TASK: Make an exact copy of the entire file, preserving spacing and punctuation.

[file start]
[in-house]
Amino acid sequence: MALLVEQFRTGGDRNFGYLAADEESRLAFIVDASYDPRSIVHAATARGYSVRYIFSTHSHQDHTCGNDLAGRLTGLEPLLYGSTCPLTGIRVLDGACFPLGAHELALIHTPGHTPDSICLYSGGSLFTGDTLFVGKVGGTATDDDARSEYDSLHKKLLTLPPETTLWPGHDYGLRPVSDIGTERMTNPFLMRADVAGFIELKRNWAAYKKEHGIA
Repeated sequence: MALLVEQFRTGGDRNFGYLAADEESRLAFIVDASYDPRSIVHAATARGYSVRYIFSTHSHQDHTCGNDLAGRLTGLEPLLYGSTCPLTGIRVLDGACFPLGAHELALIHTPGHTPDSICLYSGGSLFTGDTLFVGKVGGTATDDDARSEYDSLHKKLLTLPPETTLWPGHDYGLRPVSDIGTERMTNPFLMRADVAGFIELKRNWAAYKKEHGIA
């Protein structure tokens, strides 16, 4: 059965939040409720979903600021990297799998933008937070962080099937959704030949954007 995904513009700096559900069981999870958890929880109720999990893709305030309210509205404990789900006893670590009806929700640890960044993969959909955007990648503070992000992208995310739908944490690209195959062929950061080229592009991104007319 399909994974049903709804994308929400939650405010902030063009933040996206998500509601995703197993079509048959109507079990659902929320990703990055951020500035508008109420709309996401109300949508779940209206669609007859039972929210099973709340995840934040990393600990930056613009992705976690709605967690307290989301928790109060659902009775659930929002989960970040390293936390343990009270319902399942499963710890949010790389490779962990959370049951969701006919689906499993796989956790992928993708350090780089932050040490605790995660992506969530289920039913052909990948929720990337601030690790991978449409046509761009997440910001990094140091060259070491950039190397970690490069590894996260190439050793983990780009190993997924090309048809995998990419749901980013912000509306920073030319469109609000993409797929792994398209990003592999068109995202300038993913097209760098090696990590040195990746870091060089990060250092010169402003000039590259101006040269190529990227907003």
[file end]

[in-house]
Amino acid sequence: MALLVEQFRTGGDRNFGYLAADEESRLAFIVDASYDPRSIVHAATARGYSVRYIFSTHSHQDHTCGNDLAGRLTGLEPLLYGSTCPLTGIRVLDGACFPLGAHELALIHTPGHTPDSICLYSGGSLFTGDTLFVGKVGGTATDDDARSEYDSLHKKLLTLPPETTLWPGHDYGLRPVSDIGTERMTNPFLMRADVAGFIELKRNWAAYKKEHGIA
Repeated sequence: MALLVEQFRTGGDRNFGYLAADEESRLAFIVDASYDPRSIVHAATARGYSVRYIFSTHSHQDHTCGNDLAGRLTGLEPLLYGSTCPLTGIRVLDGACFPLGAHELALIHTPGHTPDSICLYSGGSLFTGDTLFVGKVGGTATDDDARSEYDSLHKKLLTLPPETTLWPGHDYGLRPVSDIGTERMTNPFLMRADVAGFIELKRNWAAYKKEHGIA
């Protein structure tokens, strides 16, 4: 059965939040409720979903600021990297799998933008937070962080099937959704030949954007 995904513009700096559900069981999870958890929880109720999990893709305030309210509205404990789900006893670590009806929700640890960044993969959909955007990648503070992000992208995310739908944490690209195959062929950061080229592009991104007319 399909994974049903709804994308929400939650405010902030063009933040996206998500509601995703197993079509048959109507079990659902929320990703990055951020500035508008109420709309996401109300949508779940209206669609007859039972929210099973709340995840934040990393600990930056613009992705976690709605967690307290989301928790109060659902009775659930929002989960970040390293936390343990009270319902399942499963710890949010790389490779962990959370049951969701006919689906499993796989956790992928993708350090780089932050040490605790995660992506969530289920039913052909990948929720990337601030690790991978449409046509761009997440910001990094140091060259070491950039190397970690490069590894996260190439050793983990780009190993997924090309048809995998990419749901980013912000509306920073030319469109609000993409797929792994398209990003592999068109995202300038993913097209760098090696990590040195990746870091060089990060250092010169402003000039590259101006040269190529990227907003």